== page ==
And can confirm that, it is dangerous, and no “decent” person, either male or female, has any empathy towards the working poor people who resort to this.

That said, the Uber corporation has severe issues with lack of screening for drivers, including employing people with serious criminal records. Regular taxicab companies exploit the drivers, but Uber is even worse. They are a scam and a danger. They will take your money, and then look the other way, when there is an accident, or a crime against either the driver or the passenger. Nobody cares about the violent crimes against the working-poor drivers.

Uber and it’s ilk totally fail to screen their drivers, fail to have legitimate insurance arrangements, and scam everyone involved, as a sharemarket rort.

Some interpretations are that, Uber is apparently NOT really even in the transportation business. It’s real product is the phone app for dispatching, the media hype, and the sucking in of hundreds of millions of dollars of investor cash.

Uber has previously had a major issue, where they were claiming to do criminal records checks of applicants (and charging money from them), while those checks were never conducted. Leading to employment of drivers with serious criminal histories.

Uber has a corporate culture of sexual harassment and misconduct by and towards employees, including being encouraged by their founder and former CEO.

Uber openly violates city/county/state regulations, including safety regulations. This includes their unlicensed testing of driverless vehicles, which got that programmed kicked out of California, because they were evading requirements to register and to report accidents and near-misses.

Uber unfairly competes with, and threatens the livelihood of, properly screened and licensed taxicab workers.

On the other hand…

Passengers in legal, licenced city taxicabs love to feel offended by dollar amount of the fares. And love to blame the legal, licenced, screened, working-poor drivers. While being oblivious to the high overhead costs and danger level to those individuals.

It is a tragedy when a random off-the-street, middle-class, coddled passenger feels “uncomfortable” with a cautious or even paranoid driver, but nobody cares when a properly licensed and screened female city taxicab driver has a male passenger holding a knife to her neck.

The legitimate, city-county-licenced industry is bad enough, but Uber and it’s ilk is even worse.

What was your scariest experience when you did a night shift?

Updated Aug 25

I was 21 years old.

The job was taxicab driver. A job with a high robbery/assault/homicide rate, taken on by working poor people. I spent a lot of time in rough neighbourhoods, dealing with aggressive people.

The incident occured in the Crenshaw district of Los Angeles, about 11:30 at night.

A young gentleman, much larger and stronger than me, grabbed me from behind. Holding something just above my left shoulder, or under my left jaw.

“Give me all your money, or I’m gonna run this right through your neck”.

I discovered the exact dollar value of my life. It wasn’t much.

I later heard that he was a repeat offender, at the same location.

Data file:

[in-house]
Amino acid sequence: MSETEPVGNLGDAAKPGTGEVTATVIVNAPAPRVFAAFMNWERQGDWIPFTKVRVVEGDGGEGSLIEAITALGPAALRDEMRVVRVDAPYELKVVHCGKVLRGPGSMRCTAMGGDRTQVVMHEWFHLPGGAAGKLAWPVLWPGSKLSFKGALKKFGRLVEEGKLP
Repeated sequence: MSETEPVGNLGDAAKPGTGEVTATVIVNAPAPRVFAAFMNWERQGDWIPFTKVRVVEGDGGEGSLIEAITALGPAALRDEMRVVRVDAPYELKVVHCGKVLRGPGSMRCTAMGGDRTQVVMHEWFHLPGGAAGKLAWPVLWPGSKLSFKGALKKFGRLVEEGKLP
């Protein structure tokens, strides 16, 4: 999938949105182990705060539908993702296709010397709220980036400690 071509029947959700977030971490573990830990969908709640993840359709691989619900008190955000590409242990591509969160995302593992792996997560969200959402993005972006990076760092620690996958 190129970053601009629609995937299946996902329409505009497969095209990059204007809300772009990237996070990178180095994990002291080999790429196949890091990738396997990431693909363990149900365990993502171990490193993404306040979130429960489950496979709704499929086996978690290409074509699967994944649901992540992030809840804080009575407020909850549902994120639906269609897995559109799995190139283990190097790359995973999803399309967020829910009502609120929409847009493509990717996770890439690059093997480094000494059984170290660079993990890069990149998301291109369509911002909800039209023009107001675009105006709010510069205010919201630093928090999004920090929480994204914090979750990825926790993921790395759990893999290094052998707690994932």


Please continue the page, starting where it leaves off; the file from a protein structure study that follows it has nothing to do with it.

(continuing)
Within myself, I think I have since forgiven him (at least to some extent), and wondered what drove him to that moment.

That job wasn’t so much fun after that incident.

To this day, I have wondered whatever happened to him. Dead? In prison? Cleaned up and regretful?

It will never happen, but I would have liked to have a conversation with him now, to better understand. He helped me to become a stronger (albeit more paranoid) person.

What is the weirdest thing an elderly person has told you?

Updated Aug 10

I had some fairly weird encounters years ago, when I worked at a facility that I call DementiaLand Last Stop Rest Home, Bar And Grill. It was kind of like an Alzheimer’s themed amusement park, with a cast of wacky and adorable characters. And additional heavy physical disabilities, plus a bit of terminal cancer included for extra cheerfulness.

One that comes to mind was a woman who was 84, had heavy dementia, and also may have been drugged-up due to a hip fracture. Some other people were loud and obnoxious, but she was the type to be quietly lost in the fog.

I was helping her to eat lunch one day. And she started staring at me longingly, reached out and gently put her hand on the side of my face. And said, “I love you”.

And it wasn’t with the kind of tone that you might say to a child or a sibling or a parent.

This was a very sincere, very romantic sounding, breathy and passionate “I love you”.

I have no idea who she thought I was.

That job was really depressing sometimes.

Is a GED truly equivalent to a diploma?

Answered Jul 1

No, and I’ll explain why.

There are several technical issues, and one perceptual issue (which becomes a major practical issue).

First, some states don’t allow you to take the GED exam until you are 18 years old. The reason is financial. US public school systems receive money from the federal government, partly based on the number of enrolled students. Their district performance is also partly based on the graduation rate.

The best-performing students may view school as a waste of time. They have already learned the skills and material. And now they sit there, bored, with everything being repeated yet again, slowly, for the benefit of their classmates. Students who are mature, well-behaved, and hard-working may also want to get out of the social environment of their so-called “peers”.